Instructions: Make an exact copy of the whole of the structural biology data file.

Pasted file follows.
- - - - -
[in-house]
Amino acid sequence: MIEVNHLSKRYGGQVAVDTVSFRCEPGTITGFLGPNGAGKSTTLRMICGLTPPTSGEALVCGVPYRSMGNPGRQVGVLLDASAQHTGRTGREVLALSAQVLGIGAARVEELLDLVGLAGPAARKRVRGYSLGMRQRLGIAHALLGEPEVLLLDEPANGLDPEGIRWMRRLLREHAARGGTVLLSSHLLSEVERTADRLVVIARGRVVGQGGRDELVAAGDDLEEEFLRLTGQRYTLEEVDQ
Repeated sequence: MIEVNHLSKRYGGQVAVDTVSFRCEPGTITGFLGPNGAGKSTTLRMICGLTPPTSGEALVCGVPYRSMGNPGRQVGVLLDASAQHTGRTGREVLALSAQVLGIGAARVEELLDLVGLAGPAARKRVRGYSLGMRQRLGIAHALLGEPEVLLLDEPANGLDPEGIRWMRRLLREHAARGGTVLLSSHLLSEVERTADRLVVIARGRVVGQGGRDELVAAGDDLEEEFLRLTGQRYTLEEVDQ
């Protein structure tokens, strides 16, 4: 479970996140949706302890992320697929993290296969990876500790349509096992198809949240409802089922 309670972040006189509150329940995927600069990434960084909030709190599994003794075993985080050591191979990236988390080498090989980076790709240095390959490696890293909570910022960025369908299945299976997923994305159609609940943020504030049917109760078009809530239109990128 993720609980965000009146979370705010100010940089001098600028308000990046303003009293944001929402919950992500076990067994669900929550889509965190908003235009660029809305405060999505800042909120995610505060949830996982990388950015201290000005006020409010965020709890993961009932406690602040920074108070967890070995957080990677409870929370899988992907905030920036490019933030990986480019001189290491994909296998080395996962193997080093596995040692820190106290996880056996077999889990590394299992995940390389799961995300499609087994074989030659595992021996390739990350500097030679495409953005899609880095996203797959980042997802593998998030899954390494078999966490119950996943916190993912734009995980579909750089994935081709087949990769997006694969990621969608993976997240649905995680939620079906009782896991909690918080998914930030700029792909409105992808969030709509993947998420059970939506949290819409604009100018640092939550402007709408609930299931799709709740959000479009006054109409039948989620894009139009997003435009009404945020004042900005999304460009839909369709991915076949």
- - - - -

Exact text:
[in-house]
Amino acid sequence: MIEVNHLSKRYGGQVAVDTVSFRCEPGTITGFLGPNGAGKSTTLRMICGLTPPTSGEALVCGVPYRSMGNPGRQVGVLLDASAQHTGRTGREVLALSAQVLGIGAARVEELLDLVGLAGPAARKRVRGYSLGMRQRLGIAHALLGEPEVLLLDEPANGLDPEGIRWMRRLLREHAARGGTVLLSSHLLSEVERTADRLVVIARGRVVGQGGRDELVAAGDDLEEEFLRLTGQRYTLEEVDQ
Repeated sequence: MIEVNHLSKRYGGQVAVDTVSFRCEPGTITGFLGPNGAGKSTTLRMICGLTPPTSGEALVCGVPYRSMGNPGRQVGVLLDASAQHTGRTGREVLALSAQVLGIGAARVEELLDLVGLAGPAARKRVRGYSLGMRQRLGIAHALLGEPEVLLLDEPANGLDPEGIRWMRRLLREHAARGGTVLLSSHLLSEVERTADRLVVIARGRVVGQGGRDELVAAGDDLEEEFLRLTGQRYTLEEVDQ
């Protein structure tokens, strides 16, 4: 479970996140949706302890992320697929993290296969990876500790349509096992198809949240409802089922 309670972040006189509150329940995927600069990434960084909030709190599994003794075993985080050591191979990236988390080498090989980076790709240095390959490696890293909570910022960025369908299945299976997923994305159609609940943020504030049917109760078009809530239109990128 993720609980965000009146979370705010100010940089001098600028308000990046303003009293944001929402919950992500076990067994669900929550889509965190908003235009660029809305405060999505800042909120995610505060949830996982990388950015201290000005006020409010965020709890993961009932406690602040920074108070967890070995957080990677409870929370899988992907905030920036490019933030990986480019001189290491994909296998080395996962193997080093596995040692820190106290996880056996077999889990590394299992995940390389799961995300499609087994074989030659595992021996390739990350500097030679495409953005899609880095996203797959980042997802593998998030899954390494078999966490119950996943916190993912734009995980579909750089994935081709087949990769997006694969990621969608993976997240649905995680939620079906009782896991909690918080998914930030700029792909409105992808969030709509993947998420059970939506949290819409604009100018640092939550402007709408609930299931799709709740959000479009006054109409039948989620894009139009997003435009009404945020004042900005999304460009839909369709991915076949």